Yeah, you’re a real humanitarian, dude. Anyways, so skip forward to today, where I’ve been increasingly experimenting with different forms of photography.. trying to have fun and learn about them all. Recently I’ve been trying my hand at some street photography. Street photography is a wide umbrella, and I suppose it depends on what you want to do with it. I’m also intently following the turf war in Nashville between advocates for the homeless and the encroaching upper-class that wants them gone, basically. It angers me when I talk to people that talk about how homeless people “have no excuse” because there’s “ample help” available – while I’m seeing people sleeping on the street in the cold, and they all tell me the same thing: there’s nowhere to go. The rescue mission is full, and abysmally run to boot. But it’s one thing to argue about this on the Internet, and another to just .. take a picture of it. Maybe it’d be harder to argue with. I had my camera with me (surprise!) the night that I ran across the metro park rangers herding a group of homeless people sleeping at riverfront out of the park. When I asked one of the guys where they were told to go, he just shrugged. It’s a picture of this sort of thing going on that’s hard to argue with, and sometimes I think this is the sort of thing I want to capture. (As it happens, the few pictures I did try to take that night were woefully underexposed because I was trying to use a new camera mode at the time.)
So, anyways. I don’t really know where I was going with this. I am just thinking out loud. The homeless people are undeniably a part of the neighborhood I live in – I feel like it’s something I want to capture somehow, but I am not sure how, and I am not sure how I feel about the ethics involved. My friend Melissa’s take is that basically you should just ask someone’s permission to take their picture in general. No dilemma. I am mostly inclined to agree – I think it’s common courtesy. But there is a sortof aspect of photography that is about capturing a moment that is irreconcilable with actually asking for permission. This picture, for example, or this one. I had reservations even about posting these, but in these cases, I think it’s a little different. It’s not so much the person that is the subject of the photograph but their condition – the moment. And obviously asking for permission to take the picture is not compatible since you’d have to … wake them up.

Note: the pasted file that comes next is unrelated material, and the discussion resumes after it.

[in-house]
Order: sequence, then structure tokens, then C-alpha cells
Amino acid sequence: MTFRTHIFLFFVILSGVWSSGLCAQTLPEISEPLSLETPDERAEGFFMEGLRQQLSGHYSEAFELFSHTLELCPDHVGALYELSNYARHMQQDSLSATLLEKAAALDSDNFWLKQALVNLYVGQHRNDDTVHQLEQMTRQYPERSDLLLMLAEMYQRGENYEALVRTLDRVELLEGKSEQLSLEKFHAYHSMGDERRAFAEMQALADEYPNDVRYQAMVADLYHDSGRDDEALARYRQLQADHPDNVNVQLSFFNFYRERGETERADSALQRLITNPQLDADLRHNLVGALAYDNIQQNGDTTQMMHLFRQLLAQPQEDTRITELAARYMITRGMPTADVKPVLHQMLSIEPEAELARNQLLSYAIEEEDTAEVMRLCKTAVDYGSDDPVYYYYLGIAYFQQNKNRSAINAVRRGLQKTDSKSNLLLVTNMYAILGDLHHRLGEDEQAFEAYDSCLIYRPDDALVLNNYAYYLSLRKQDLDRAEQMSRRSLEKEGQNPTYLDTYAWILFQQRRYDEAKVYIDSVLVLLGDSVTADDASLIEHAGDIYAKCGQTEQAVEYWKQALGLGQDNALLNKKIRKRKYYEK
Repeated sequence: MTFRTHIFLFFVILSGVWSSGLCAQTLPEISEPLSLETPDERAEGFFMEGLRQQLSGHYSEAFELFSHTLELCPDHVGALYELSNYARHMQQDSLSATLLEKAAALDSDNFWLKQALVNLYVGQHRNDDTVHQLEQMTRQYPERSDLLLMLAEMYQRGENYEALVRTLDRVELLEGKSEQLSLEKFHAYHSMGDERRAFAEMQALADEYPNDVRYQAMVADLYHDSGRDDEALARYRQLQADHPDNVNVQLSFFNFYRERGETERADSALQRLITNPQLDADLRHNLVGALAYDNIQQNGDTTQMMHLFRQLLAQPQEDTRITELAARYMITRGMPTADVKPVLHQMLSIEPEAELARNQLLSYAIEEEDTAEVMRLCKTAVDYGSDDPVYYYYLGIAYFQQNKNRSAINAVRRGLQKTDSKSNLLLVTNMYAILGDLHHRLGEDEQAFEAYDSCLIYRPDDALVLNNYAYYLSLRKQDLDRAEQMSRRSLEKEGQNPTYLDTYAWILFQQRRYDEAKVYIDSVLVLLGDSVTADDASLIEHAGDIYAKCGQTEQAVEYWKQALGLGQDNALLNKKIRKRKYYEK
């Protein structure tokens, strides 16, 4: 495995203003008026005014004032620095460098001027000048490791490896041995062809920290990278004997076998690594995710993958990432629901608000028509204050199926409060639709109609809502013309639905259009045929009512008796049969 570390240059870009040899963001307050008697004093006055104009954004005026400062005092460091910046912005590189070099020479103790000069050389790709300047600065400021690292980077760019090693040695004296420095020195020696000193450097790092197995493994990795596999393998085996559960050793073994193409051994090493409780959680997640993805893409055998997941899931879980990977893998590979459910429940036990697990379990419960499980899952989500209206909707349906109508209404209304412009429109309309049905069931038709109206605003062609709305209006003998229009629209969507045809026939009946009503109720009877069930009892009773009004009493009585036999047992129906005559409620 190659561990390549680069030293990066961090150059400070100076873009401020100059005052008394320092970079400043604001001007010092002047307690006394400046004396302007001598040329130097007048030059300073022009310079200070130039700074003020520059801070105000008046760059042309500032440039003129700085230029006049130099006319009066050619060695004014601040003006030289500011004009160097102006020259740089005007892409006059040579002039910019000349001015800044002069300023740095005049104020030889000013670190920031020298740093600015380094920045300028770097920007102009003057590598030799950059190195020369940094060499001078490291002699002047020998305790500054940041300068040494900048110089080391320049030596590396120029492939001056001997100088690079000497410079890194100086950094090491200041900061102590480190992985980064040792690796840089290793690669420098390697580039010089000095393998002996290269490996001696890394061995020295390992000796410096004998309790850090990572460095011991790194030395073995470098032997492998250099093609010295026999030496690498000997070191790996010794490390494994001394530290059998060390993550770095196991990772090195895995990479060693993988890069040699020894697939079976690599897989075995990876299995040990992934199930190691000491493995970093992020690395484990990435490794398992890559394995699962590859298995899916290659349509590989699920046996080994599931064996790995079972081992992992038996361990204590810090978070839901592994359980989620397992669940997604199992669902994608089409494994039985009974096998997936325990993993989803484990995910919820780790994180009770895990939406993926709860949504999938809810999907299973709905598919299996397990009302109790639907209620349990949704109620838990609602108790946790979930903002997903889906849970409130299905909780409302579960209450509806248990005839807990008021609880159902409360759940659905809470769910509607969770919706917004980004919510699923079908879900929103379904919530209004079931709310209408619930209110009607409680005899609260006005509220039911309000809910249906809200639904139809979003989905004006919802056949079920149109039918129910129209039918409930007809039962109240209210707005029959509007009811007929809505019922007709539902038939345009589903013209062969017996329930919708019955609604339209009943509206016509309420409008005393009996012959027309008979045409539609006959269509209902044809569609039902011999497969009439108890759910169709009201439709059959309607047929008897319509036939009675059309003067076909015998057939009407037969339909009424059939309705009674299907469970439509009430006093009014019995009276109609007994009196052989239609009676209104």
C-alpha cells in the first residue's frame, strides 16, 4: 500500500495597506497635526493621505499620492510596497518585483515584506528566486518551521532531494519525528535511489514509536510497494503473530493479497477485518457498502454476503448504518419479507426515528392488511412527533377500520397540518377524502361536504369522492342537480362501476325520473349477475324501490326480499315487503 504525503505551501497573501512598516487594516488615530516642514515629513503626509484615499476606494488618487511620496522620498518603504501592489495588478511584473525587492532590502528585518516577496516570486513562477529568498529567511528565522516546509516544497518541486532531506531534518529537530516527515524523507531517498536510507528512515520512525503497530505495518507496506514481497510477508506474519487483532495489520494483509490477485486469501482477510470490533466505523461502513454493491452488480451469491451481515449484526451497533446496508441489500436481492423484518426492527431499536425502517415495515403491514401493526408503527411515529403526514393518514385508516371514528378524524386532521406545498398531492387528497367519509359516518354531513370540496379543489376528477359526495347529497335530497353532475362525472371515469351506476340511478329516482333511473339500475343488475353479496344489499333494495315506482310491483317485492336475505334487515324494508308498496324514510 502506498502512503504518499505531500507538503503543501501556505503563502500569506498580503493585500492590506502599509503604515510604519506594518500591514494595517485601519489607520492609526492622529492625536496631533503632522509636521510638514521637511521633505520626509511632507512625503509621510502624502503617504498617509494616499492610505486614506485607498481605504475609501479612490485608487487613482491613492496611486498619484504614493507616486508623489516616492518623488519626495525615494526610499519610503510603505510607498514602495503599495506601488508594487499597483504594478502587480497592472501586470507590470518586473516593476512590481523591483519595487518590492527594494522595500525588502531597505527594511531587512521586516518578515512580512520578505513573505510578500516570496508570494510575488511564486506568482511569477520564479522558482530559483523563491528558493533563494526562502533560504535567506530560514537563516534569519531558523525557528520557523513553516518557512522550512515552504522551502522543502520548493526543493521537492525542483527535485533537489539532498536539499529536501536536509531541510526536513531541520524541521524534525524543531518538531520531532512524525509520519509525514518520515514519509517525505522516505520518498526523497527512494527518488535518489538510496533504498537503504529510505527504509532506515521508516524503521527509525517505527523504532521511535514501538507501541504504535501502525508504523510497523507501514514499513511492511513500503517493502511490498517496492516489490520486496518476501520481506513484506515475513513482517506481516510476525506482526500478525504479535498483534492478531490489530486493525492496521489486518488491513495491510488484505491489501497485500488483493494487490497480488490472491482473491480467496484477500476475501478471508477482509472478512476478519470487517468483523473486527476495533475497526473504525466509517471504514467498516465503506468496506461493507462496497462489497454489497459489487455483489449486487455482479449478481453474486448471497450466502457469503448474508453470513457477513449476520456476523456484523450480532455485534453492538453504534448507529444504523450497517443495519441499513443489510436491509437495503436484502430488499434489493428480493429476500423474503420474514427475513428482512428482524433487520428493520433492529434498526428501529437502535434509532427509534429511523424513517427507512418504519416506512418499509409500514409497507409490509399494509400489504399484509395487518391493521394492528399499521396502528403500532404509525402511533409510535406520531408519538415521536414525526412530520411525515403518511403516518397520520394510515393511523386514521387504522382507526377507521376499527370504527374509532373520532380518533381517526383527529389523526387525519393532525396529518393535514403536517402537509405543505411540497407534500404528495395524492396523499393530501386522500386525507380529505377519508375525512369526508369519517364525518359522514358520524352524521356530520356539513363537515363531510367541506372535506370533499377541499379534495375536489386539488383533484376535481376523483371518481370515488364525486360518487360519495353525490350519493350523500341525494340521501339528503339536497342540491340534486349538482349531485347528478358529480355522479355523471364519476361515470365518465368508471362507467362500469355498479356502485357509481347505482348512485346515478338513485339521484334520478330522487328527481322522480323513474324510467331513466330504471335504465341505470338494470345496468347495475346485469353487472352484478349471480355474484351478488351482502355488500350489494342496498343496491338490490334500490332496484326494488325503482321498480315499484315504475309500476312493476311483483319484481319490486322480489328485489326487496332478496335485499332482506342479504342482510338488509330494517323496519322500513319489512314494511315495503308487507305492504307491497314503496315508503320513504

Last night when I was out wandering around some dude on the corner stopped me.. “hey that’s a nice picture camera you got.. hey listen i don’t mean no harm etc etc but i just need a buck if you could help me out, you can do anything you want.. take my picture whatever.. just help me out”. It’s like.. when faced with that level of desperation, how can you feel like you’re really doing anything worthwhile? How do you take someone’s picture after that and not just feel totally dirty and exploitive? It’s an interesting dilemma, and something I find myself thinking about a lot.